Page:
Tabassum passed away peacefully in her sleep after a cardiac arrest she had suffered in a Mumbai hospital in November this year. Shoma A. Chatterji recalls the career of the popular actress and talk show host
Many years into her weekly programme aptly named Phool Khile Hain Gulshan Gulshan, I learnt that the word tabassum translated from Urdu, meant ‘smile’. Many would be glued to the talk show on Doordarshan, with Tabassum the anchor, her ad-libbing, puckish humour and effervescent charm during the black-and-ehite days of television still vivid.
I met Tabassum as a teenager when she was one of the outstanding child actors of Hindi cinema at the annaprashan ceremony of Bimal Roy’s son Joy. She was plump, had a head of curls framing her round face, and a never-ceasing smile that spoke more than a hundred words. We made friends easily but never kept in touch – we did not have a phone children were not allowed to make ‘phone friends’ like they are today.
Tabassum had evolved her own distinct way of interviewing film personalities when the term, Bollywood, was yet to come into being. She did her homework thoroughly and asked her subjects directly. None would object as she infused her questions with her infectious charm. She even added a bit of drama with moist eyes, often wiping her tears when the subject was narrating some sad incident to her. Tabassum, born Kiran Bala, possessed the distinction of hosting the longest-running show, Phool Khile Hain Gulshan, from 1972 to 1993.
The audience could easily identify with Tabassum and that was the secret of her show. She seemed to be on the same wavelength as others. Phool Khile Hain Gulshan Gulshan,meaning ‘flowers are blooming in every garden’, came many years after she had bid goodbye to her successful career as a child artiste in several films. Her father was the freedom fighter, Ayodyanath Sachdev, her mother was Ashghari Begum. Her screen name, it is reported, was coined by Dilip Kumar, who was extremely fond of the actress, calling her Baby Tabassum.
Tabassum achieved fame from the black-and-whit film, Deedar,which was a big hit – the song Bachpan ke dil bhula na dena (rendered by Shamshad Begum and Lata Mangeshkar), with Dilip Kumar and Nargis, playing a major part. To me, her most outstanding performance as a child star was in Bimal Roy’s Baap Beti, in which she played a fatherless girl looking for her missing father because her friends in school would taunt and tease her as she could not say who her father was and where he had gone. Baby Tabassum was the protagonist and played a memorable role though she was in her teens.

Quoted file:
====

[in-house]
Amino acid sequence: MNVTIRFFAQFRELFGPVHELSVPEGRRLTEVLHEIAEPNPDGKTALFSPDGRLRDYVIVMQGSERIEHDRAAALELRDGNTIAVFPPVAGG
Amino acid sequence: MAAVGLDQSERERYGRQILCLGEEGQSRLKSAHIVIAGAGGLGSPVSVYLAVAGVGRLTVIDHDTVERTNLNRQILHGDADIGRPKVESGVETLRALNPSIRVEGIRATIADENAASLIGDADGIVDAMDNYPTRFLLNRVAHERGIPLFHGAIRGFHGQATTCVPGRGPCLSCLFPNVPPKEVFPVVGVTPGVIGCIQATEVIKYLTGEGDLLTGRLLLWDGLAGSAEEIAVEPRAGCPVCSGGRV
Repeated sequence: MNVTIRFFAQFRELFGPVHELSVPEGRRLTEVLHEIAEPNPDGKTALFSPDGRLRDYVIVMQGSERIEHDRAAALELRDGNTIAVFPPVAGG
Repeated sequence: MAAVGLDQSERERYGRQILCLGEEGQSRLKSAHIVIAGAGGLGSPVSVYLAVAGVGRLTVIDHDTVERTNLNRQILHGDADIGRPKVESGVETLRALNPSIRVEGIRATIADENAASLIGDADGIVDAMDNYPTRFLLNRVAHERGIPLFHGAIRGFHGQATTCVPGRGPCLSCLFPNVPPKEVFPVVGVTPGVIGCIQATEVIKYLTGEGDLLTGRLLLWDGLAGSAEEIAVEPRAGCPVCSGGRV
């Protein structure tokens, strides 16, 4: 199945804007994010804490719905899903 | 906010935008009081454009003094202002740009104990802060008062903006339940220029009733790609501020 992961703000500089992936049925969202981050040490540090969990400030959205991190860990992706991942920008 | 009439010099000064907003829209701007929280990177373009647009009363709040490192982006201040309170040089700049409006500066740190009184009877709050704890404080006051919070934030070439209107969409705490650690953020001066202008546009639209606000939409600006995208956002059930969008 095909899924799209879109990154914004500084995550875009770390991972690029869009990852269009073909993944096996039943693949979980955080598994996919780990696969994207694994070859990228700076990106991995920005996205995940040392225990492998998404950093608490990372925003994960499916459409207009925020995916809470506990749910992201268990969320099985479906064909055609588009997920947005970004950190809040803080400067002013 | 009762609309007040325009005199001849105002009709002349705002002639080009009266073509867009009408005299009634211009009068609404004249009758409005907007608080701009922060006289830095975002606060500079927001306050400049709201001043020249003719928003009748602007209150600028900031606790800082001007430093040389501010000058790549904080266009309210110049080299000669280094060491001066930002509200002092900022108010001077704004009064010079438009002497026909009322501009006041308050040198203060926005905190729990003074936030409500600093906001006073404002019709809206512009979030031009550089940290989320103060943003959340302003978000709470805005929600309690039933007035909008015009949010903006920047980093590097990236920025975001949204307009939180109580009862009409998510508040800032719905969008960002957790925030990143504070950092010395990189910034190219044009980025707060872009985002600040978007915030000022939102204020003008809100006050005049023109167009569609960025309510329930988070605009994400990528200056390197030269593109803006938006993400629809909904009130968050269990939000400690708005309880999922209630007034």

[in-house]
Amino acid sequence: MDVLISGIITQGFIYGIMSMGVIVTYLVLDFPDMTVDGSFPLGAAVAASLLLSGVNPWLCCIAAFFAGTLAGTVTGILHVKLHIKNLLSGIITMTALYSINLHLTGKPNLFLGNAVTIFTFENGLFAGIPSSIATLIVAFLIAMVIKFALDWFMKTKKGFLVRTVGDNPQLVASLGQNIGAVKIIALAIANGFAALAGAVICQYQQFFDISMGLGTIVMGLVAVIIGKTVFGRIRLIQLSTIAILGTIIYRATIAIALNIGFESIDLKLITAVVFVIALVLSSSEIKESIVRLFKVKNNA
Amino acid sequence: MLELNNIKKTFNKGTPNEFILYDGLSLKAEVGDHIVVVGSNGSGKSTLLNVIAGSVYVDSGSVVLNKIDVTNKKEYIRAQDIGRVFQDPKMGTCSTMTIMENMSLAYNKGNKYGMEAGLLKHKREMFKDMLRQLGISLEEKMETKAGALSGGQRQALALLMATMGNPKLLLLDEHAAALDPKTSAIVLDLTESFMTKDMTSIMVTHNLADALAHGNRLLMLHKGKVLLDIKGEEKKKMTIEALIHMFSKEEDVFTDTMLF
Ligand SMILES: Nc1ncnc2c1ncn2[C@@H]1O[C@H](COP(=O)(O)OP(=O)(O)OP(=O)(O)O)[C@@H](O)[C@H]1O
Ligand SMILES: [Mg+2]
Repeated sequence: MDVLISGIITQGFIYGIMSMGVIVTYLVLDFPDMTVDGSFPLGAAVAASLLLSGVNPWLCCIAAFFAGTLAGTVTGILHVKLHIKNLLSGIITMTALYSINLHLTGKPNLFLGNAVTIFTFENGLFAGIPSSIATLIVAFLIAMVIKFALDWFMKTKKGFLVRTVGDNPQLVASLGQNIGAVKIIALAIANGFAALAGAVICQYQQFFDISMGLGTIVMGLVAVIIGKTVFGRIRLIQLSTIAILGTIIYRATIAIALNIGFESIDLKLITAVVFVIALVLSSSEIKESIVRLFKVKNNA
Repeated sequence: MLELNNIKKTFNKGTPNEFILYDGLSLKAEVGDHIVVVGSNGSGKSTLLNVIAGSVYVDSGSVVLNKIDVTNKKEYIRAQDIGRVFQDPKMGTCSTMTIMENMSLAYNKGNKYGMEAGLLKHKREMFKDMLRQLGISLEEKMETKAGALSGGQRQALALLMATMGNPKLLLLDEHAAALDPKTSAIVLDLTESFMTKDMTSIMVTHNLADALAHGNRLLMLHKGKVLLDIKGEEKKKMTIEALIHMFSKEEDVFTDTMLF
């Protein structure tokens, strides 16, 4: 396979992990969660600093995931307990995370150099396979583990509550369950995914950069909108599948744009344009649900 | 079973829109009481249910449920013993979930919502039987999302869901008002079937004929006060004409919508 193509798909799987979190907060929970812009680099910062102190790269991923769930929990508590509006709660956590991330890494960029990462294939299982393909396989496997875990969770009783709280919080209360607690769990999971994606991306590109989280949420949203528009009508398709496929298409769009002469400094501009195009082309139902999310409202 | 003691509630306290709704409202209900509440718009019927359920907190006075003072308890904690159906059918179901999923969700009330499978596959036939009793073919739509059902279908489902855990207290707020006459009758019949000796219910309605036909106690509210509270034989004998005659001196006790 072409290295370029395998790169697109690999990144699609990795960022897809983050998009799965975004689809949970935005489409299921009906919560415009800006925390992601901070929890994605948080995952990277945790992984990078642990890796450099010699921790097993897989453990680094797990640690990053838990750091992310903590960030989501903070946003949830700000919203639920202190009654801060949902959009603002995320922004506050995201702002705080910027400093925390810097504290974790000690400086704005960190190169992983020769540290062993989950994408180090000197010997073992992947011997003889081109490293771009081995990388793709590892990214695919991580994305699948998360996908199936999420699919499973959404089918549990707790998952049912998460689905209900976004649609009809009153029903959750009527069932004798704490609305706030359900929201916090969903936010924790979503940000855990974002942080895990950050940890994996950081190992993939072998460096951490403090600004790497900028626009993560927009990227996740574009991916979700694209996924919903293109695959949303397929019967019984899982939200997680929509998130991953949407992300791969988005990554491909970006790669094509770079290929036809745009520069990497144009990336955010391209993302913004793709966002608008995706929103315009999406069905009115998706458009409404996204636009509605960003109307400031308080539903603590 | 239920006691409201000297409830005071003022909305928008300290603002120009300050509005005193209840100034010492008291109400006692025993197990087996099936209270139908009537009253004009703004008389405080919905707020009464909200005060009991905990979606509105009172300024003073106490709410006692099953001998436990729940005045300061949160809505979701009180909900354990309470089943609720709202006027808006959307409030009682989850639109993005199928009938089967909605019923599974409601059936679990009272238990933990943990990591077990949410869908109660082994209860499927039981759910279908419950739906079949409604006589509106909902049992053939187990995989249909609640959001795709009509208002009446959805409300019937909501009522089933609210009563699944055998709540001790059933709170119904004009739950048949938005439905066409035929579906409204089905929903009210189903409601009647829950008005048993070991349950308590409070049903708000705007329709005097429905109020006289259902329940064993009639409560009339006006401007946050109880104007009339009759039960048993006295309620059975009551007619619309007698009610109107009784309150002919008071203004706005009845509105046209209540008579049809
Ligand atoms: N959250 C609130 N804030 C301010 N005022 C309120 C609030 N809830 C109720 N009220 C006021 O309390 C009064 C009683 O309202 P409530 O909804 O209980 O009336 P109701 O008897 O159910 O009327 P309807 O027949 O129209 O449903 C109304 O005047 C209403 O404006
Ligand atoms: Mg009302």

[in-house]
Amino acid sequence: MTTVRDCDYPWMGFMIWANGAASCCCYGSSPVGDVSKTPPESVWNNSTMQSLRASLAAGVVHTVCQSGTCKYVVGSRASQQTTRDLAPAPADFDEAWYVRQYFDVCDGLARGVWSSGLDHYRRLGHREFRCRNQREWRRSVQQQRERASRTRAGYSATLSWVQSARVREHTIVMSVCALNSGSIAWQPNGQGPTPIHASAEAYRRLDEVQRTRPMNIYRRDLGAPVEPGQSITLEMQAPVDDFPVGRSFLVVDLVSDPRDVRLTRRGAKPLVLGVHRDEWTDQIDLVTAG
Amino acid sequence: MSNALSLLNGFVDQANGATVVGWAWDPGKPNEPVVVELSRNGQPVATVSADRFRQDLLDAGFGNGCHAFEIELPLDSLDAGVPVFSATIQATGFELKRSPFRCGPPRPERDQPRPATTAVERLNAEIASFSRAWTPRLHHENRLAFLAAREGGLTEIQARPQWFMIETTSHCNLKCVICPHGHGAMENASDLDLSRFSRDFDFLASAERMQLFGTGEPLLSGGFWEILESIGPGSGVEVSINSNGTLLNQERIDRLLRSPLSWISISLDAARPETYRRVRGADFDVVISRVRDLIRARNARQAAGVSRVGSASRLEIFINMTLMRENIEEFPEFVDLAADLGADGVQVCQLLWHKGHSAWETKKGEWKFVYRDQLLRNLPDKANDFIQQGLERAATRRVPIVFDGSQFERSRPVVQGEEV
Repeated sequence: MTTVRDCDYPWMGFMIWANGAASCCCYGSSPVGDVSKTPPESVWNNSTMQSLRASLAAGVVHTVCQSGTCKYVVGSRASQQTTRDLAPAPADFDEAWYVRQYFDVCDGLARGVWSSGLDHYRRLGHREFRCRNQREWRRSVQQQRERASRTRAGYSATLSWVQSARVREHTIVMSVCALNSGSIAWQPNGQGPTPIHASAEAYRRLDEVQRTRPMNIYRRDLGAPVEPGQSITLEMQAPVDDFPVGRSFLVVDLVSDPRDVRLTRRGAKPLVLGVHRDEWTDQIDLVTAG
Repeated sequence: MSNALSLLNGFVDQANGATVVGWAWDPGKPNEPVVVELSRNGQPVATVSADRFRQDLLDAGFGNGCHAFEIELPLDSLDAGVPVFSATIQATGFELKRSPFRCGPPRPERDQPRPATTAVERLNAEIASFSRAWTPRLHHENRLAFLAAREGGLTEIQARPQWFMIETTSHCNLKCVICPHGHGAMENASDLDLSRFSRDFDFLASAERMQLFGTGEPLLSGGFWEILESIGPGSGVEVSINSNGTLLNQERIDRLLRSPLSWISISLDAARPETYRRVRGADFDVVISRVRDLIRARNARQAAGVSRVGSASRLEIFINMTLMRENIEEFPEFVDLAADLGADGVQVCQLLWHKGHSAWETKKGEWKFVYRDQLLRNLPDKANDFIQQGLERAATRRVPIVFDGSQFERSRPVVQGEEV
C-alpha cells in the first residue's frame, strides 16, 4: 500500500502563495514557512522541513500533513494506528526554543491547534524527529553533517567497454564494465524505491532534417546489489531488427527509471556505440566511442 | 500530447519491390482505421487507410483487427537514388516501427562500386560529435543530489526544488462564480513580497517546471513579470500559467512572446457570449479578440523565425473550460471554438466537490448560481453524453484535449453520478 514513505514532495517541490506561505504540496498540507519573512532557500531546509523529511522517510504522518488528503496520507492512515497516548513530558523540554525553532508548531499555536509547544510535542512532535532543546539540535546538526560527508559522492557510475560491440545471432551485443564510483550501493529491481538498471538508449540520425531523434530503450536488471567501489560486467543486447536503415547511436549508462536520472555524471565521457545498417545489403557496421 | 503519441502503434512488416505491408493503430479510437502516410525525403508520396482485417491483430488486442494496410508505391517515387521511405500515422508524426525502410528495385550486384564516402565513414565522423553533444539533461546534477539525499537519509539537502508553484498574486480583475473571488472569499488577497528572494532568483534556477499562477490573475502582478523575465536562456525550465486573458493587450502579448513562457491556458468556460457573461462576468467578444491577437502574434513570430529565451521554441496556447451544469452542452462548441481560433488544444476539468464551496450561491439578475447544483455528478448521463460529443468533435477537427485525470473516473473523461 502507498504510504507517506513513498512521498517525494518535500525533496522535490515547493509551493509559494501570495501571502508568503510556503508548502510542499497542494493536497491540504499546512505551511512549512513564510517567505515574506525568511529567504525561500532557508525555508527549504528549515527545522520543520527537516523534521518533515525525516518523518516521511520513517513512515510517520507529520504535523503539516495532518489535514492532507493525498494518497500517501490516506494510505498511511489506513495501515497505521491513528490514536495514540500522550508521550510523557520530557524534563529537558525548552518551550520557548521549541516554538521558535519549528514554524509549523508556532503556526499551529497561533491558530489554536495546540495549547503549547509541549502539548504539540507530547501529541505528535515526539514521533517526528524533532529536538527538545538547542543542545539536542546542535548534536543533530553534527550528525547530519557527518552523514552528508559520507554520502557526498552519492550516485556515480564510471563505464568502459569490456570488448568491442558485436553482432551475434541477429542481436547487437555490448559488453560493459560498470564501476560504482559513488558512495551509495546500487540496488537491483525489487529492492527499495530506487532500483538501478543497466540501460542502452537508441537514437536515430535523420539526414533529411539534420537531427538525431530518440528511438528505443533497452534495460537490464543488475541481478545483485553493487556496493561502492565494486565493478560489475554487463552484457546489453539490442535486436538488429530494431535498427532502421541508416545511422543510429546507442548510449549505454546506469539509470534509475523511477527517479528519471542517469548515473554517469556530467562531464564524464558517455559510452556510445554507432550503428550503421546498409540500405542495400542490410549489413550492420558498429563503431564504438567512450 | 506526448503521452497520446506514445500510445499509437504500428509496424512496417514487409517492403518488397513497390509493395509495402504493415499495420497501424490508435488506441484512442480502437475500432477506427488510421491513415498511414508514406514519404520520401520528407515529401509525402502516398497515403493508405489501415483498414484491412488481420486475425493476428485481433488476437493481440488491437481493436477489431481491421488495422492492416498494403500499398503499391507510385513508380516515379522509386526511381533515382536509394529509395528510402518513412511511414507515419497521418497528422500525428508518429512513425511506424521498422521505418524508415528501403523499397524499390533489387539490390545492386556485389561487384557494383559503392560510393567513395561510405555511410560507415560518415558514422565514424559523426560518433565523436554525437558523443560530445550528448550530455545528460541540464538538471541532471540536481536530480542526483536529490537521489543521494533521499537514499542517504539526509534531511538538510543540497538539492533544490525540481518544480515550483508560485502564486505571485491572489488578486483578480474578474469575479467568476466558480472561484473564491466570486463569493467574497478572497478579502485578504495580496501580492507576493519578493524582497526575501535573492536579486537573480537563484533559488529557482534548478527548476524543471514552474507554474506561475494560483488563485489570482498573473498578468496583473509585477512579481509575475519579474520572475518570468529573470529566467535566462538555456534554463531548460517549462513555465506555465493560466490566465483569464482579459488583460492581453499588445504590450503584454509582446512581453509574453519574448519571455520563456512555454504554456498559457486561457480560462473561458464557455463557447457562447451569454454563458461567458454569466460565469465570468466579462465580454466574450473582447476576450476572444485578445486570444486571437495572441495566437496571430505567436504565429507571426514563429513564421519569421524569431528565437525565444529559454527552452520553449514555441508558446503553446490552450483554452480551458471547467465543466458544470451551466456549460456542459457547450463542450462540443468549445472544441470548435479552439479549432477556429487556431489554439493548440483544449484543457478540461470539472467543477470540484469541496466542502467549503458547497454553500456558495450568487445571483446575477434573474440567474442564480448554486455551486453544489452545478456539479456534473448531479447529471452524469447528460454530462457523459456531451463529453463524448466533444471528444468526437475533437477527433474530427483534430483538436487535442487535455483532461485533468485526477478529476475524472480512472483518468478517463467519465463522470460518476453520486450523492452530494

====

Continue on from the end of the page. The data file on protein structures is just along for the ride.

Tabassum made her debut as a child actor when she was only three years old, in three films, Nargis, Mera Suhaag and Majhdar, all in 1947. Then followed Badi Behen (1949), Jogan (1950), Deedar, Baharand Afsana (1951), and Baiju Bawra (1952), which more or less ended her career as a child star. She continued to do supporting roles as she grew out of her teens into a lovely but slightly buxom lady in films like Mughal-e-Azam (1960), Dharamputra (1961), Phir Wohi Dil Laya Hoon (1963), Gawar, Bachpan, Heer Ranjha and Johnny Mera Naam (all in 1970) and some others which hardly justified her talent or quenched her desire to do leads. So, when Doordarshan arrived, she began her talk show which went on for 21 years, turning her into a cult figure with a spunky, cheerful and smiling personality to match, flower-decked hair and beautiful saris to match.
When finally Phool Khile Hain Gulshan Gulshan episodes ended, Tabassum began her own show on YouTube called Tabassum Talkies, which highlighted the back stories of actors who rose but then fell by the wayside or died untimely deaths. In 1985, Tabassum decided to step into production and direction with Tum Par Hum Qurbaan to launch her son Hoshang Govil in films. She also penned her autobiography though not much is heard of it.
October – December 2022